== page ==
5. Try Yoga
Yoga is a type of exercise that focuses on the mind and the body, there are a number of different types of yoga but the majority will focus on meditation, movement and breathing techniques to help boost your mental well-being. Throughout the years, yoga has continued to grow in popularity as people experience positive mental benefits such as a reduction in stress which is a very common goal in today’s busy lifestyle. So how does yoga help to relieve stress?
When you are taking part in a yoga class, the practice encourages you to relax by focusing your attention and awareness to your body and breath which helps boost your concentration.The different postures you do throughout the class will also relieve tension that has built up and also promotes the release of endorphins, your mood-boosting chemicals. There are a number of different positions in yoga that can help bring around a feeling of relaxation, here are a few you can try at home:
- Child’s pose: This is one of the most common positions in yoga and is known as the resting posture which can help to bring around the feeling of comfort and relaxation.
- Cobra pose: This position brings about an immediate feeling of relaxation as you open your chest and focus on your breath.
- Happy baby pose: This pose is used to help with tiredness and brings around a feeling of relaxation because your mind takes you back to when you were a child (hence the name of the position).
6. Find a hobby you like
Research has shown that people who partake in hobbies are less likely to suffer from low mood, depression and stress. This is ultimately because when you are partaking in the activity of your choice it can make you feel happier and more relaxed.
A hobby can be anything that you do regularly that makes you happy – whether that’s something creative like painting, an active sport like tennis or running, find something that you find enjoyable or meaningful. Not only will taking part in an activity of your choice help you reduce stress, your mind will also be focused on the activity, it will also help with your overall well-being and it should positively benefit your mood. If you would like to try a new hobby or you're stuck for ideas on what to start, here are a few fun activities you could try this week:
- Reading a book
- Cooking or baking
- Joining a sports club
- Writing a story
- Learning a new skill like photography or a musical instrument
7. Take deep breaths
Meditation is a practice that allows you to focus on clearing the thoughts in your mind by using different mental and physical techniques during a meditation session. Morphée is our meditation and relaxation device that contains 210 guided meditation sessions to help you relax during the day if you are feeling stressed or to help you unwind before you fall asleep. When you practice meditation, it should bring around a feeling of calm, balance and peace to help with your overall mental health. Meditation is a great natural solution to stress because you can use it at any point of your day.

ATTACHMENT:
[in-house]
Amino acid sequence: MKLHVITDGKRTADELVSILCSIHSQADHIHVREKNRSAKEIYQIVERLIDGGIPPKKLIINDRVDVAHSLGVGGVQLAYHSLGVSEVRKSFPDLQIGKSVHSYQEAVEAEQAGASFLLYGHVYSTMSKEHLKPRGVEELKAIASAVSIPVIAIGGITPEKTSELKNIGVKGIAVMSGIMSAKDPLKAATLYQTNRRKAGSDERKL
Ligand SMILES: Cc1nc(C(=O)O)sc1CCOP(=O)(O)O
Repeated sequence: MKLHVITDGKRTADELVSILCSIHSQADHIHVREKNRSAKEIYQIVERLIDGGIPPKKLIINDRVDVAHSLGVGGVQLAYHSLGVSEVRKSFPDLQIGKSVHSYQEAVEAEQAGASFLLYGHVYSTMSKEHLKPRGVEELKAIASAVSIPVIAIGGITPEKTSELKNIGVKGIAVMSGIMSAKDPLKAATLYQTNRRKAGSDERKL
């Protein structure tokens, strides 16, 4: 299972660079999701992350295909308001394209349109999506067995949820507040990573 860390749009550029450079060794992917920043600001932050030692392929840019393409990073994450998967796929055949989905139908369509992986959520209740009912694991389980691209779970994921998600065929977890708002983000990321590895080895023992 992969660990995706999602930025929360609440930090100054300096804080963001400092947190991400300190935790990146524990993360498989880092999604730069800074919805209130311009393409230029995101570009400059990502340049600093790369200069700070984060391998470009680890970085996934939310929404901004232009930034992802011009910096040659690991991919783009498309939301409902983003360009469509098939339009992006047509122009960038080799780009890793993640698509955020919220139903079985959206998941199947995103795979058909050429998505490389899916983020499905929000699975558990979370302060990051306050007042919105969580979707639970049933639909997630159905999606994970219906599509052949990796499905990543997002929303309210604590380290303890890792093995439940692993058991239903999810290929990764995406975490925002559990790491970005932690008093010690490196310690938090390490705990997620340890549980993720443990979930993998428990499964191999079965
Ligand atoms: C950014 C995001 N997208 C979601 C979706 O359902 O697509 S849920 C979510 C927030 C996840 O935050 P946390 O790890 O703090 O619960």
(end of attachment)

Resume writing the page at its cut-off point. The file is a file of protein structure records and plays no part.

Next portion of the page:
Similarly, your Morphée can come in very handy when you’re finding it hard to get to sleep. When we are feeling stressed because we are worrying about something, you may notice that you find it hard to get to sleep or stay asleep. A lack of sleep can cause your body to react as if it’s distressed and releases more cortisol which is your stress hormone. To try and help you unwind before bed, try adding meditation into your night-time routine before you sleep to help promote a higher quality night’s sleep.
8. Fidget toys
A fairly new phenomenon that is helping people during times of stress are fidget toys. There are a number of different stress toys on the market but their main aim is to relieve stress by acting as a distraction to a stressful environment. The devices are often fairly cheap and small, so they can be used at any part of your day and could be used as a temporary form of relief. Here are a few types of fidget toys that you can use:
- Stress balls
- Fidget spinners
- Chewable pendants
- Fidget ring
Identify what trigger your stress
One way to help cope with the stress in your life is to try and identify what is causing you to feel that way in the first place. Finding the trigger can help you become more self-aware of what’s causing it so you can hopefully find a solution. According to the National Institute of Mental Health, there are three different triggers that can cause stress.
- Routine stress: This includes things like heavy workload, responsibilities, relationship problems etc
- Disruptive changes: This includes things like starting a new job or moving home.
- Traumatic events: This includes anything that has caused you trauma such as an accident or a death in your life.
Once you have identified what is triggering your stress so you can act accordingly. Unfortunately not all stresses have a quick and easy fix and sometimes you will have to put different stress-relieving mechanisms in place to help you get through a stressful time in your life.
Explore other methods and seek professional help if none of the above helps
Everyone will cope with the stresses in their lives in very different ways, it is important to try out different stress-relieving techniques so you can find one that works the best for you. If you feel like none of the natural solutions are working and your stress is getting work, please seek medical advice. Your local GP will be able to help by talking through the problems you are facing and provide different services and advice to help you with your stress.